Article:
Tuesday, September 25, 2007

What's concerns drove ancient christological controversies?

We are reading about classical Christology this week in the course I'm TA'ing for this Fall. In addition to revisitng the views and arguments, I've also been asking what concerns were driving these debates? What fueled them? What made the debate a live issue and not just an academic reflection? There are at least three that come to mind.

(1) A hermeneutical concern propelled the debate. Throughout the extant documents, there is much discussion concerning the figure of Christ in Scripture. Apollinaris repeatedly argues for the unity of Christ on the basis of his singularity as a character in the Bible. Leo the Great distinguishes between the acts of Christ that issue from his divinity and those befitting his humanity. Such hermeneutical concerns make sense, since the identity of Jesus Christ is encountered in texts that require interpretation.

(2) A devotional concern fueld the debate. This is especially evident during the Nestorian controversy. Not only did Marian piety occasion the debate when he was asked the phrase "God-bearer" in reference to Mary, but the theological basis of the worship of Christ played an important role in Cyril's argumentation. If Christ is divided into two persons, one divine and the other human, then we are idolaters when worshipping him in his humanity. Such a devotional concern makes sense, since the identity of Jesus Christ as God incarnate raises questions about whether and in what sense he can be worshipped. So Christian devotion to Christ necessarily requires Christological clarification.

(3) A soteriological concern drove the debate. This was the dominant concern throughout its many stages. Gregory's famous "what is not assumed is not healed" formula reveals this concern, as does Cyril's argument that Christ can only overcome death if the incarnate Logos himself impassibly suffers. Christological reflection is not independent speculation into the ontological constitution of Jesus Christ, but a necessary inquiry into the conditions for the possibility of Christian redemption.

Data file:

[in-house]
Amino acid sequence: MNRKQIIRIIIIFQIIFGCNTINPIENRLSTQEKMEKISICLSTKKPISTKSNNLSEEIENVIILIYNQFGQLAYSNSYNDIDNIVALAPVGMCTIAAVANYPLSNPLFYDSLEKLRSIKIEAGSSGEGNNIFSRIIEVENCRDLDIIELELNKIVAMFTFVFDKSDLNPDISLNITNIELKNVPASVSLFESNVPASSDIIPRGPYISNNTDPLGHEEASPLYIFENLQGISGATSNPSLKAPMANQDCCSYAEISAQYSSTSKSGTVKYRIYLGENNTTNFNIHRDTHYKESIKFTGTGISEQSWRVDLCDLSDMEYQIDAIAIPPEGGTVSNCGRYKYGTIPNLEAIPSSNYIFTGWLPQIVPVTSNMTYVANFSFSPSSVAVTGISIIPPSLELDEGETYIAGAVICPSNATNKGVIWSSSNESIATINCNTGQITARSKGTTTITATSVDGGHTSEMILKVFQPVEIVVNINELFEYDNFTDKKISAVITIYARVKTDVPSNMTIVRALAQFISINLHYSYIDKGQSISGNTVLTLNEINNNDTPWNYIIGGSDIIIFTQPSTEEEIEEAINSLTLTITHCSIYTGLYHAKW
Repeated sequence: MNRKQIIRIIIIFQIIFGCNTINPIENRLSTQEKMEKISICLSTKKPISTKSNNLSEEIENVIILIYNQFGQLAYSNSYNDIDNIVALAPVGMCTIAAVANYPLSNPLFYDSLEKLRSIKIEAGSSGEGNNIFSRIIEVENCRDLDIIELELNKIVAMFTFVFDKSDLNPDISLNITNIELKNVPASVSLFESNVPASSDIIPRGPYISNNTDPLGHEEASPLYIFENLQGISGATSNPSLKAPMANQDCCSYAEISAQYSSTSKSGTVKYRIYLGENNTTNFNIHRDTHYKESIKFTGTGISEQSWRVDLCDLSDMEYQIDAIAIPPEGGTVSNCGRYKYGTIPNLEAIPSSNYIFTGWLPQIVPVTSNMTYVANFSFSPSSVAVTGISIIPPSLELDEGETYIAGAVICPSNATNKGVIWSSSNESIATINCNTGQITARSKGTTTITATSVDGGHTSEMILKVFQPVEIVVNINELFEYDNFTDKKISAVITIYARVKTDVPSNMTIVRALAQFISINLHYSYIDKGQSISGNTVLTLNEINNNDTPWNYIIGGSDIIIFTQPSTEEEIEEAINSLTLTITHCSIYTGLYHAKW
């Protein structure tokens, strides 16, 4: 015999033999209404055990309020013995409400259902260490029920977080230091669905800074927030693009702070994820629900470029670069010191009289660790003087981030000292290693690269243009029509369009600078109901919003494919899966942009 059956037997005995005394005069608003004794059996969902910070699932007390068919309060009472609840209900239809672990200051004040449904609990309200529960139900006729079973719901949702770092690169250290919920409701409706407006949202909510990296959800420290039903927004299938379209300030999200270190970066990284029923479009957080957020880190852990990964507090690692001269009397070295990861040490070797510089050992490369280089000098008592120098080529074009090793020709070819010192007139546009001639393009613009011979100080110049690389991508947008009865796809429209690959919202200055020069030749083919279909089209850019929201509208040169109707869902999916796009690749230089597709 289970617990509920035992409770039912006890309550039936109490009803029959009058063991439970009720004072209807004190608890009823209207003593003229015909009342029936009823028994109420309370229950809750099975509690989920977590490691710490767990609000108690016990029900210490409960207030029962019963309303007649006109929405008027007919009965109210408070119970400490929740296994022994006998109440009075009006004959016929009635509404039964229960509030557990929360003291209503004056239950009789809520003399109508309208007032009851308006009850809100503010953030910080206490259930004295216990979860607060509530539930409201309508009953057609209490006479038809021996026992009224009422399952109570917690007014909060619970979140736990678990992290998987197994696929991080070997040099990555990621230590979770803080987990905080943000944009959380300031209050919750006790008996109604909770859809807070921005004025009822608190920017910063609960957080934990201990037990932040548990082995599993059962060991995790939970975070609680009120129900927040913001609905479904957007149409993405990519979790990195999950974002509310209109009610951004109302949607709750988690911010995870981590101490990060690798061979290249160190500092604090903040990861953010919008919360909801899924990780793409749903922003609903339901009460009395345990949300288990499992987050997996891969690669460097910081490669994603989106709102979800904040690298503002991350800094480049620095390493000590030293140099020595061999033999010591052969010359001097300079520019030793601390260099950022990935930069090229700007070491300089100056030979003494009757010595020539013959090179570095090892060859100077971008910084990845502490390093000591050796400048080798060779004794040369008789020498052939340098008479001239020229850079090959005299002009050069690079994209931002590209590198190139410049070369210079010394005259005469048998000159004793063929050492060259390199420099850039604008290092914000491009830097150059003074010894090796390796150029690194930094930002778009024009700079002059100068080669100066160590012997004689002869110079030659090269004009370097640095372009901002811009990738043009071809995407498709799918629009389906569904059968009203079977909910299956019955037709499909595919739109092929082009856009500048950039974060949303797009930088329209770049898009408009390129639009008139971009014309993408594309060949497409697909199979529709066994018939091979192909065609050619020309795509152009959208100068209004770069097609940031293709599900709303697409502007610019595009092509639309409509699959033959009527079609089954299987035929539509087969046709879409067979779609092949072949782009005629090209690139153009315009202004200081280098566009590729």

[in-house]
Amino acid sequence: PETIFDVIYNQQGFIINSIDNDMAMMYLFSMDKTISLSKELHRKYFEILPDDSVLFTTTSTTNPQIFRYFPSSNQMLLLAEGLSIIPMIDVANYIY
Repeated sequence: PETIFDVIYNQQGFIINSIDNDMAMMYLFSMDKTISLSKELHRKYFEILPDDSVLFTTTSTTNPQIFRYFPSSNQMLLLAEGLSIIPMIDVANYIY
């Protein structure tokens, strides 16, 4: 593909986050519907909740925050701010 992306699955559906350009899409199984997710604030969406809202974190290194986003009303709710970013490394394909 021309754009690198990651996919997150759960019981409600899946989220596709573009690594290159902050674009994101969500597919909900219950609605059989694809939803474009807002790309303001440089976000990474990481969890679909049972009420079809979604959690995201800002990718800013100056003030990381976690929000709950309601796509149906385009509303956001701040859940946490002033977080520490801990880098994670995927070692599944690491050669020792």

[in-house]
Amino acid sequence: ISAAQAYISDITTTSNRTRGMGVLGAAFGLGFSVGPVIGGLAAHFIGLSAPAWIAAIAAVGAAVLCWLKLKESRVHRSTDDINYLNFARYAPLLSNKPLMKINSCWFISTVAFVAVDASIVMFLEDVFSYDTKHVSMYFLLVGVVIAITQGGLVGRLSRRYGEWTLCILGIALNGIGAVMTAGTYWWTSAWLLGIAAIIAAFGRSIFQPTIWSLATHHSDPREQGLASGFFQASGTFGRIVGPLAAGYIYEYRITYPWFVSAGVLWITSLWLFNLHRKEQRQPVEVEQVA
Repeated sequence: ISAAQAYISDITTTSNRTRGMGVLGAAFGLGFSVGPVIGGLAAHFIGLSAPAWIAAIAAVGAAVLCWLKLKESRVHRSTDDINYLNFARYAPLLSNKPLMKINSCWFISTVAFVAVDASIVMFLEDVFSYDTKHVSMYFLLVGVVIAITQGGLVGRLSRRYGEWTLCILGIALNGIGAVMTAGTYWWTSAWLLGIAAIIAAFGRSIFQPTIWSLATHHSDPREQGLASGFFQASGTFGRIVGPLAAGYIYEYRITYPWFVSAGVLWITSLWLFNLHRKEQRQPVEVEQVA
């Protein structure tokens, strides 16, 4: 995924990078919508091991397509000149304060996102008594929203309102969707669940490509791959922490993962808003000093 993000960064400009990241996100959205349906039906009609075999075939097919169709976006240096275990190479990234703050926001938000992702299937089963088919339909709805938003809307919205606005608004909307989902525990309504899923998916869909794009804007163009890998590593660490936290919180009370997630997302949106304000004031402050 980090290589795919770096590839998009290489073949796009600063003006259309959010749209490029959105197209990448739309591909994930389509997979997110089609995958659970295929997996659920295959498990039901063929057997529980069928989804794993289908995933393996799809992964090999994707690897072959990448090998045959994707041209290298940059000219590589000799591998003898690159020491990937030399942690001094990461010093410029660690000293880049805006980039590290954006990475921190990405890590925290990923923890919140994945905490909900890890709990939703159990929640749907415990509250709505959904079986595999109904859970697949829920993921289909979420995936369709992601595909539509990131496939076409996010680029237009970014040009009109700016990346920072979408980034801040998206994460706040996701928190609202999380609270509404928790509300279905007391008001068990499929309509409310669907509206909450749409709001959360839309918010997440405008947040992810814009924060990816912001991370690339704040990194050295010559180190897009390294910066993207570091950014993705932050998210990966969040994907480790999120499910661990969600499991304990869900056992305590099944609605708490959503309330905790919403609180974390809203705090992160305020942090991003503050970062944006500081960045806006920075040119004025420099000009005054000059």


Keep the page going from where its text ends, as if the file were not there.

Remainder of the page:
Any thought?
What other concerns drove the debate?
Are these concerns viable?
Can Christological reflection proceed without sharing these concerns?
If so, how does that change the conversation?
_

6 comments:

WTM said...

Did you leave philosophical questions to the side for any particular reason, John? I think that this especially holds true with reference to Arius, but it is basically in the water everywhere (even today!).

JohnLDrury said...

WTM,

Unquestionably! Philosophical assumptions about the divine nature (immutability, impassibility) played a major role in the debate. However, I would see these as framing the debate rather than driving it. In other words, these assumptions set limits on the kind of answer one gives to these more basic concerns. Perhaps that's a distinction without a difference, but it seems that these concerns could be shared by those who do not share the philosophical assumptions which frame the debate.

Does that distinction make sense? Or should all the contributing factors be lumped together?

WTM said...

Your distinction certainly makes sense, but I'm not sure if it holds entirely. I'm thinking specifically of Arius, who seemed (as far as I can tell) to have a serious philosophical (as well as theological) aversion to certain doctrinal formulations. In my mind, if a certain set of instincts (devotional, hermeneutical, philosophical, etc) rules out certain answers to a question, then those instincts can be said to 'drive' the controversies - at least for the specific persons or groups in question.

But, at this point, we're getting too technical with language for such a low-level heuristic, perhaps. ;-)

Angie Van De Merwe said...

Do you think since the Church was "in power" at that time in history that the "Church's" agenda of bullwarking that power was of utmost importance? Therefore, philosophical questions were the result of "defending "the faith" (the Church). Without the defense of "Christ", then the Church's
whole definition dissolved, which would be horrifying to those who felt that the Church was absolutely crucial to holding "moral authority" within society. Today's challenge is no less...

Ken Schenck said...

WTM, your pegging of Arius' concerns as philosophical intrigues me. I'm in a study group that has been reading the Cappadocians and we had (certainly from a less informed standpoint than yours) pegged Arius as a "fundamentalist," someone for whom the non-biblical, philosophical arguments of Athanasius and others were a departure from Scripture.

Deliver us from our body of ignorance!

Kevin K. Wright said...

What about ecclesial concerns?: East vs. West. Greek vs. Latin. Who properly bears the mantle of apostolicity, and therefore can speak authoritatively in regards to sacred doctrine?